Perhaps this was due to not being 400m runners? our speed was only around 50-52sec on grass (depending on athlete).
    Still, we often called that 1st 400m - "blowing out the cobwebs" and it did get you into rhythm for the following efforts.

  6. #56
    Senior Member kitkat1's Avatar
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    Quote Originally Posted by lylemcd
    I'm a speed skater and I often find that my second set of speed endurance work (might be something like 800 negative splitting the second 400 or a set of lap on/lap off with one lap hard/one lap easy) is easier than the first.

    My legs don't tie up as as much towards the end of the set, I still have something to push with, etc.

    Lyle
    On the hill session we (not me ) used to do of 3 x 2x360m Hill, we often got PBs on the second and third set.

    On the power circuit, which was around 5-8mins long, depending who did it, we also routinely got faster time for the second circuit than the first.

    I think John's probably correct suggesting it has something to do with activating the buffering mechanism. But perhaps also it's just that the fear factor gives way (in the daunting face of the coach's scowl ) to a submission to the fact that, hey, we can stay here all day and night if needs, but that last set will be done before we abandon this hill

  7. #57
    Member John's Avatar
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    Quote Originally Posted by kitkat1
    On the hill session we (not me ) used to do of 3 x 2x360m Hill, we often got PBs on the second and third set.

    On the power circuit, which was around 5-8mins long, depending who did it, we also routinely got faster time for the second circuit than the first.

    I think John's probably correct suggesting it has something to do with activating the buffering mechanism. But perhaps also it's just that the fear factor gives way (in the daunting face of the coach's scowl ) to a submission to the fact that, hey, we can stay here all day and night if needs, but that last set will be done before we abandon this hill
    KK did the warmup for hills vary from that for the track sessions?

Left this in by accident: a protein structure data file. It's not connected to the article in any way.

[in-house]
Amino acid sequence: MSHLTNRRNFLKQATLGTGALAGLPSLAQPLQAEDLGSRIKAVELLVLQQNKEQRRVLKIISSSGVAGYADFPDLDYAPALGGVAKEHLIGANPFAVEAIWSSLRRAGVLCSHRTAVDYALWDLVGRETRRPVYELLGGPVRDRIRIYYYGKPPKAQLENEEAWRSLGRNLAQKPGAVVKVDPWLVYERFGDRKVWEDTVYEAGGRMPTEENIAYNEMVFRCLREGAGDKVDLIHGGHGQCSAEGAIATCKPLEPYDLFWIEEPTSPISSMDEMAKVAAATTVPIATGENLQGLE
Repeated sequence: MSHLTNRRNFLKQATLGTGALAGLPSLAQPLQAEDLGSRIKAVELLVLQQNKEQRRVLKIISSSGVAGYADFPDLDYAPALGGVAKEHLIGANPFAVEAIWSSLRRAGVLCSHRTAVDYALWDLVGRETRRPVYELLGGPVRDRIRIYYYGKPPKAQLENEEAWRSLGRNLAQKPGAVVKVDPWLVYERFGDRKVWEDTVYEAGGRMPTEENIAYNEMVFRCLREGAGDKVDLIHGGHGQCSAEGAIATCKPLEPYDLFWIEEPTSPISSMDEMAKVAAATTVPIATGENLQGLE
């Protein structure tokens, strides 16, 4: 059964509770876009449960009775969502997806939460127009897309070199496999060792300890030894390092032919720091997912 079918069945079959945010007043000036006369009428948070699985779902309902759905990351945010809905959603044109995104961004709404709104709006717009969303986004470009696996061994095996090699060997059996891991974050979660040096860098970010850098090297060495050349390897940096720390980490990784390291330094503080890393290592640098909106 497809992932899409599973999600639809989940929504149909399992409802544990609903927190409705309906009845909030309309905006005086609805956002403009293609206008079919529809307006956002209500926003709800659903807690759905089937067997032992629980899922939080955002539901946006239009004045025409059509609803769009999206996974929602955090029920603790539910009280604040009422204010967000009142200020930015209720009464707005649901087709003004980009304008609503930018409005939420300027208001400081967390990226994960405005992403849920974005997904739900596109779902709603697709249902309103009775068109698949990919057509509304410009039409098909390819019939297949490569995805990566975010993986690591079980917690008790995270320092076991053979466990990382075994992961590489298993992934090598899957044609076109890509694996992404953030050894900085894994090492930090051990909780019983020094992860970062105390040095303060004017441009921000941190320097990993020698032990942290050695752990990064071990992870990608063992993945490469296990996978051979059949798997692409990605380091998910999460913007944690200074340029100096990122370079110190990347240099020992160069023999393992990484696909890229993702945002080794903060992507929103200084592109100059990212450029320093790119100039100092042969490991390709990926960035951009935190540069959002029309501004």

I do my hills differently (4 x approx 75sec with 15 mins between) and due to the surroundings warm up used to be different, on those occasions 2nd rep was always the money one and I put it down to as Bold says rep 1 blowing the cobwebs out.

    Interestingly the last 2 x I did long hills (after 9 weeks SPP which included overdistance work on the track) with the same warm up as with track sessions I changed it and did accelerations first

    week 1
    3 x 4 x 40 rec 4.5 / 10
    1 x long hill

    week 2
    2 x 4 x 40 rec 4.5 / 10
    2 x long hills with 15 min between

    week 1 I set a long hills PB and week 2 another PB on rep 1 but was signifcantly slower on rep 2 and was wasted at the end of it.

  8. #58
    Administrator Charlie Francis's Avatar
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    I think we should move this lactate discussion over to the lactate thread so everyone can follow what's actually being discussed now.

  9. #59
    Member John's Avatar
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    Quote Originally Posted by Charlie Francis
    I think we should move this lactate discussion over to the lactate thread so everyone can follow what's actually being discussed now.
    I posted a link there to this for that reason but agree it should now carry on there.

  10. #60
    Quote Originally Posted by John
    Maris,
    I'm sure other more qualified people can answer this (and may contradict me) but my understanding is that in longer sprints, especially 400m, it is very important.
    Thank you for getting back to me. It's something that is very hard to quantify, and I can't really see any science behind it, but for I think it's vital. I guess there are undoscovered theories which means at the moment, science can't explain everything. No doubt later, something will come up that can explain it! Sorry for sticking that question in this thread though.